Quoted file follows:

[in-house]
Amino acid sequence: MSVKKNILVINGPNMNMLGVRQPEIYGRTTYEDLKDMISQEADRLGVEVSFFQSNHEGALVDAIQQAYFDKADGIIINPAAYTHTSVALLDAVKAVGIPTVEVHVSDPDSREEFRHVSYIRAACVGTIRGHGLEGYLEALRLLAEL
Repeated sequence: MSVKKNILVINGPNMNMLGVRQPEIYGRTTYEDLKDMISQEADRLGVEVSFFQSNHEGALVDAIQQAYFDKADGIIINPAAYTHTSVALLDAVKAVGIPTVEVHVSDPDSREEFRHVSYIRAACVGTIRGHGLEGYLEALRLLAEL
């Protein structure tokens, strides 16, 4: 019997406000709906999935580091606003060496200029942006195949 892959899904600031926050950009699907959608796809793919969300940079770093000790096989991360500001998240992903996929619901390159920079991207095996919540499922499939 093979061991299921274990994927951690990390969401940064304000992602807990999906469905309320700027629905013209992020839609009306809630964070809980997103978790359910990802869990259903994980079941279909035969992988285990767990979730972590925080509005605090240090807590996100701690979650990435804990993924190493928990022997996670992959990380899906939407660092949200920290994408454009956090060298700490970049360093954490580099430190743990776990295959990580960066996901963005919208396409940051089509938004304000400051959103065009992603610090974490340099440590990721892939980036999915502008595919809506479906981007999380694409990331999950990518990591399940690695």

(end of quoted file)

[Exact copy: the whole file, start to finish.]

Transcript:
[in-house]
Amino acid sequence: MSVKKNILVINGPNMNMLGVRQPEIYGRTTYEDLKDMISQEADRLGVEVSFFQSNHEGALVDAIQQAYFDKADGIIINPAAYTHTSVALLDAVKAVGIPTVEVHVSDPDSREEFRHVSYIRAACVGTIRGHGLEGYLEALRLLAEL
Repeated sequence: MSVKKNILVINGPNMNMLGVRQPEIYGRTTYEDLKDMISQEADRLGVEVSFFQSNHEGALVDAIQQAYFDKADGIIINPAAYTHTSVALLDAVKAVGIPTVEVHVSDPDSREEFRHVSYIRAACVGTIRGHGLEGYLEALRLLAEL
């Protein structure tokens, strides 16, 4: 019997406000709906999935580091606003060496200029942006195949 892959899904600031926050950009699907959608796809793919969300940079770093000790096989991360500001998240992903996929619901390159920079991207095996919540499922499939 093979061991299921274990994927951690990390969401940064304000992602807990999906469905309320700027629905013209992020839609009306809630964070809980997103978790359910990802869990259903994980079941279909035969992988285990767990979730972590925080509005605090240090807590996100701690979650990435804990993924190493928990022997996670992959990380899906939407660092949200920290994408454009956090060298700490970049360093954490580099430190743990776990295959990580960066996901963005919208396409940051089509938004304000400051959103065009992603610090974490340099440590990721892939980036999915502008595919809506479906981007999380694409990331999950990518990591399940690695």